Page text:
Getting entrepreneurs started and giving them the advice and encouragement to succeed was what Joburg’s first entrepreneurship symposium in Braamfontein was all about.
Leading up to this event, the City of Johannesburg hosted regional symposiums over the past month, encouraging business owners to start interacting with the city about how it can better provide a sustainable economic environment.
MMC for Economic Development Leah Knott said the symposium focuses on improving entrepreneurial ecosystems, in order to grow the economy and facilitate job creation.
“As per the Department of Economic Development’s 17/18 Financial Year deliverables, we have committed to increased regional economic development and support towards entrepreneurial development,” she said.
“In order to succeed, such an approach can only work through stronger alignment between the department and regional offices as well as collaboration between
the city, private sector and small businesses.”
The event brought together various business minds, promoting networking and mentorship.
The first black South African to receive an MBA from Stanford University, dynamic businesswoman, and entrepreneur Zipho Sikhakhane, agrees that mentorship and networking is a key factor to entrepreneurial success.
In her inspiring speech, Zipho Sikhakhane also said education is very important and a tool that can lift one out of poverty, ultimately helping to create jobs.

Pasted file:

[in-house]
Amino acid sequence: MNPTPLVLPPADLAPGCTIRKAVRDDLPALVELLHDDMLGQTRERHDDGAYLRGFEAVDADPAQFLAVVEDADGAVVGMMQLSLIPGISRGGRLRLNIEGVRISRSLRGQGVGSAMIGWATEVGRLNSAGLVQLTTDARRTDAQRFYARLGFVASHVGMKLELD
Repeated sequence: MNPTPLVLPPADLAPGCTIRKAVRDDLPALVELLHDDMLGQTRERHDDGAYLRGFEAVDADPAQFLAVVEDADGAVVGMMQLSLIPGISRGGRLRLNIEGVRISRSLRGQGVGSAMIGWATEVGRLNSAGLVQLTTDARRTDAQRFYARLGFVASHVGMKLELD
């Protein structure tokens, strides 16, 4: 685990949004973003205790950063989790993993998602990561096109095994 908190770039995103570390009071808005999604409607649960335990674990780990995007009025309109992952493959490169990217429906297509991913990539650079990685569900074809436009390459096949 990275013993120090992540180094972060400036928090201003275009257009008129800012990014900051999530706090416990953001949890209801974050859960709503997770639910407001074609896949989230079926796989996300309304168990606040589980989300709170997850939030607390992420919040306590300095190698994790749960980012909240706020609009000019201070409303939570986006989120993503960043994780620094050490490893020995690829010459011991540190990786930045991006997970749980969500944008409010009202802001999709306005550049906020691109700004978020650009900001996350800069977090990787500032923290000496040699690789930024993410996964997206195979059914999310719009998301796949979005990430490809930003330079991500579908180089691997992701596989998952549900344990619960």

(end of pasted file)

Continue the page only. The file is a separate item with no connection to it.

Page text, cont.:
She advised that people who want to start their business should work hard and put in the effort.
“When you really take a look at billionaires today, they have been perfecting their craft for 10 years ago.”
Doing what you are good at and giving it your best, is what she advised.
“If you are not doing this, and if you are not doing what you enjoy, don’t be surprised when you can’t find financing or partners.”
Vuyiswa Mutshekwane, an entrepreneur and a strategist who has built a successful career in fashion retail, marketing, and events, believes a structured proposal will get you the funding you need.
” Financing is the number one challenge. But check if your business is viable. If it really is, money will start appearing,” she said.
Mutshekwane encouraged entrepreneurs to work together, ensuring everyone will get where they want to be faster.
“Share ideas. Don’t be afraid someone will take it. And if someone already has that idea, it probably was not a good idea in the first place.”
Both speakers also encouraged failure. This is where lessons are hardest learned.
Sikhakhane said people should continue to fail until they succeed.
Ultimately, she said, entrepreneurs should not build a start-up, they should build a business.